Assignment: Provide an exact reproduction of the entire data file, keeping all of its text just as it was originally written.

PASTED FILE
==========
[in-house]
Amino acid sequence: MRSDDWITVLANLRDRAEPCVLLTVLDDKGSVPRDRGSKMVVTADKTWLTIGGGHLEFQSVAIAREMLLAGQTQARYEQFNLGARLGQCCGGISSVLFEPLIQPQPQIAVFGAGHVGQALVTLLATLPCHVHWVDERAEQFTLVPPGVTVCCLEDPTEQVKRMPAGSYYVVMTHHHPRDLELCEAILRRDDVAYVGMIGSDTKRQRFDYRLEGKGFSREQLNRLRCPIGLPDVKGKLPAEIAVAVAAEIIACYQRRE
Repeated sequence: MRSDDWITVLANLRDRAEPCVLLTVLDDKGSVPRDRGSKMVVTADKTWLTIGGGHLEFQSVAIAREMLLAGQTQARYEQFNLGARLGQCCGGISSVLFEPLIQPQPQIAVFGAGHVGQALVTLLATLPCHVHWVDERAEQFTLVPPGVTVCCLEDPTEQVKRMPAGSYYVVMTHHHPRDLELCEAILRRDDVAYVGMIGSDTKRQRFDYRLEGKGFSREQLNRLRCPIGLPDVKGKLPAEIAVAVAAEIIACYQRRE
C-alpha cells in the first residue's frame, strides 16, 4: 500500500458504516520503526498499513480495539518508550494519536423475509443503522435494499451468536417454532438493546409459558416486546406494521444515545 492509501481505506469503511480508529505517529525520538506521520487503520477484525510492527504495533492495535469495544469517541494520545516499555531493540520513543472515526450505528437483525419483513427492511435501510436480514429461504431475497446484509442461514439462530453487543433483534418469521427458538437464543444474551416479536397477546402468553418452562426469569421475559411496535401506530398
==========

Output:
[in-house]
Amino acid sequence: MRSDDWITVLANLRDRAEPCVLLTVLDDKGSVPRDRGSKMVVTADKTWLTIGGGHLEFQSVAIAREMLLAGQTQARYEQFNLGARLGQCCGGISSVLFEPLIQPQPQIAVFGAGHVGQALVTLLATLPCHVHWVDERAEQFTLVPPGVTVCCLEDPTEQVKRMPAGSYYVVMTHHHPRDLELCEAILRRDDVAYVGMIGSDTKRQRFDYRLEGKGFSREQLNRLRCPIGLPDVKGKLPAEIAVAVAAEIIACYQRRE
Repeated sequence: MRSDDWITVLANLRDRAEPCVLLTVLDDKGSVPRDRGSKMVVTADKTWLTIGGGHLEFQSVAIAREMLLAGQTQARYEQFNLGARLGQCCGGISSVLFEPLIQPQPQIAVFGAGHVGQALVTLLATLPCHVHWVDERAEQFTLVPPGVTVCCLEDPTEQVKRMPAGSYYVVMTHHHPRDLELCEAILRRDDVAYVGMIGSDTKRQRFDYRLEGKGFSREQLNRLRCPIGLPDVKGKLPAEIAVAVAAEIIACYQRRE
C-alpha cells in the first residue's frame, strides 16, 4: 500500500458504516520503526498499513480495539518508550494519536423475509443503522435494499451468536417454532438493546409459558416486546406494521444515545 492509501481505506469503511480508529505517529525520538506521520487503520477484525510492527504495533492495535469495544469517541494520545516499555531493540520513543472515526450505528437483525419483513427492511435501510436480514429461504431475497446484509442461514439462530453487543433483534418469521427458538437464543444474551416479536397477546402468553418452562426469569421475559411496535401506530398